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Fads, Mac Users and Vegetarians

Sort 262 bashes the metric system.

by Dear Jon
April 20, 2004

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Dear Jon,

What is "bullet time?" Is it anything like "Hammer time?"

Funky G
Dear G,
Both measure the duration of fads in the public consciousness. The English standard ratio is 3.65 hammers per bullet, and one bullet every 17.5 months, unless one of the Februarys is longer: then it is one bullet every 17.495 months.
Everyone knows that this English system is completely logical. All we have to do is memorize the units of measure. But along comes the “metric” system, invented by scheming Bolsheviks to undercut the time-honored traditions of the marketplace. This diabolical scheme divides everything into units of ten. Wanton progressive communists have been using metrics in Europe and Canada for thirty years.
In the metric system, there are ten mallets to a pellet, and one pellet every year. Those stupid socialists always have to confuse everything.


Dear Jon,

I am getting frustrated with my old PC, and I am considering getting a new one. For some strange reason, I feel I am being lured to a Mac. Should I give in to this temptation or continue to scoff Mac users as pinko-hippie liberals who are all about "graphics," and embrace the "real world" of IBM clones?

Old Hack
Dear Hack,
It is a reflection of the priorities in our public school system that they are the chief users of Macintosh Computers, as they equip their students to be utterly inept in a world of IBM clones.
Back in the day we used Apple II’s in High School, and then more Macs in college. It did me no favors. The working environment is an IBM environment and that is the truth. For a lot of years I carried around a lot of worthless Mac-formatted computer disks filled with information I could not transfer or download.
What are your goals? To be pretty, or to communicate? To look good, or to conduct business? To be a snob, or to be a team-player?
Think of Mac-Users as vegetarians. They have their convictions about what is best, but if they want to get invited to the banquet, they had better not complain about the menu. Just as a lot of vegetarians have meat-eaters for friends, it is also possible that Mac-users might have IBM-clone users for friends. Smart Mac-user knows when to politely keep quiet.
Besides, since 1995, software companies have been developing friendlier user interfaces for IBM clones. The Mac might be fun to have on the side for some desk top publishing stuff, but if you are serious about business, you will have to include an IBM clone in your technology.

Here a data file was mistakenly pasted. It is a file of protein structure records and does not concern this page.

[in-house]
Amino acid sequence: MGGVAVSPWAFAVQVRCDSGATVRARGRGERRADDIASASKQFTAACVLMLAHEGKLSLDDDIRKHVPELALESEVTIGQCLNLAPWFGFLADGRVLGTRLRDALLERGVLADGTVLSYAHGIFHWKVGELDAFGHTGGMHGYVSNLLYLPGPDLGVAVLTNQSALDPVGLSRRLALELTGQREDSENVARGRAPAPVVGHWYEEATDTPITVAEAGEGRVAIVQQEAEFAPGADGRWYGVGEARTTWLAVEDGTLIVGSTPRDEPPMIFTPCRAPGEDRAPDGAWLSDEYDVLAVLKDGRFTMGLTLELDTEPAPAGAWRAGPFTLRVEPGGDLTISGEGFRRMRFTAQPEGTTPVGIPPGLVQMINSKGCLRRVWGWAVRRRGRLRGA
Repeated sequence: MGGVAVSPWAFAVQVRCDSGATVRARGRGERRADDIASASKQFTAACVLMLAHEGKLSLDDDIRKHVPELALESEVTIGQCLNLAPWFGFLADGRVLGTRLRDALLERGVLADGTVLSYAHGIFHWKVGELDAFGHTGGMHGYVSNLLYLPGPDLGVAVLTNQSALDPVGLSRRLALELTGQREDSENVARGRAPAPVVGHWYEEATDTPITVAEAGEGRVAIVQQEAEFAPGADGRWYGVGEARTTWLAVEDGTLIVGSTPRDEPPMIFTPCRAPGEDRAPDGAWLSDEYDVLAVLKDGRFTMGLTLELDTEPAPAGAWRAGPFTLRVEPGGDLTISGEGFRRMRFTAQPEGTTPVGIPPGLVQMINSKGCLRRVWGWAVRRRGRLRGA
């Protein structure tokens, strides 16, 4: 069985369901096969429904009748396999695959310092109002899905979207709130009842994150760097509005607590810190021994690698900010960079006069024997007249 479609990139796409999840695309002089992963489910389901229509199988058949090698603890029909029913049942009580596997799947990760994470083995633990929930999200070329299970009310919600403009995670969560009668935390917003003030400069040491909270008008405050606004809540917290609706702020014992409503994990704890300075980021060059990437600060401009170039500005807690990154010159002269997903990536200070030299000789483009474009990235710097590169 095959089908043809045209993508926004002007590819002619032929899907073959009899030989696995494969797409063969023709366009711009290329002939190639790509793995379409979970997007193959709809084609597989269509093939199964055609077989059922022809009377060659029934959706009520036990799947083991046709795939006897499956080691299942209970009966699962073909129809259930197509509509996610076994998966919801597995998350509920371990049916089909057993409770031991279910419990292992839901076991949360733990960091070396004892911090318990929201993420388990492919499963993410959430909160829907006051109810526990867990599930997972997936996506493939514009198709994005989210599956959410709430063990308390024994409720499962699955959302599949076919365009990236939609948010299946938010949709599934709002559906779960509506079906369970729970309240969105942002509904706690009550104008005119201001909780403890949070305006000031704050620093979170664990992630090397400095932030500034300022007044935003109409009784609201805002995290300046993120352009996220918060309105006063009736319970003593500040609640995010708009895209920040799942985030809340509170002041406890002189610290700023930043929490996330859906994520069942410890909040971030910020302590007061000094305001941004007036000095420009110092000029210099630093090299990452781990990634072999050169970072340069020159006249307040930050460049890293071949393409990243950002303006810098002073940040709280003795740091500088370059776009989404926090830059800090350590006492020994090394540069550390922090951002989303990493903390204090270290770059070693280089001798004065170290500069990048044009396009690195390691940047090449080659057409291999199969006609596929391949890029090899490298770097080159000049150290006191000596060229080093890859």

If you want to think outside the box, why not get a Linux too?

Comments (2)

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vela from Chicago, IL writes:
May 4, 2004
Dear Jon,

If you want schools to teach their kids on IBM clones, maybe you should talk to corporations ponying up the money for hardware and software. Because the funding to our school system is ridiculously inadequate, schools have to depend on companies like Apple who give away Macs for (practically) free. Software bundled with hardware. A captive audience. What capitalist can argue with that logic?

The best PR and Marketing money can buy.

As it is, schools get to choose between:

a) new Mac's

b) used and useless OLD IBM clones that can't run anything better than Windows '95. The CD-ROM's required by many school programs or museums for learning require a much newer operating system. But hey! Someone is justifying a tax write-off by dumping their old, pathetic hardware on a school, right?

Don't criticize schools who use Macs until you come up the cash for IBM clones and the affiliated software. As well as a simple way to network them, because that is needed as well. Macs plug and play swaps are a blessing to time and resource depleted schools. It may be easier to part the Red Sea then to ask IBM or Dell to play nice with Microsoft and deliver an affordable solution to schools.

Heck, I say give the kids both. If they want a career in higher education, a PhD, in the school system or in graphic design/film/ communications, they'll need to know Macs. Anywhere else, they'll need to know IBM Clones. Being bilingual (or trilingual with Linux) is a nice step up to operating in many contexts.

Sign me,

Eats Meat & Veggies, can operate IBM Clones and Macs too. Why limit yourself?

Dear Jon from Chicago writes:
May 5, 2004
Dear Eats Macs,

What a very literate and informed letter. Being both literate and informed, it quite naturally exceeds my ability to respond.

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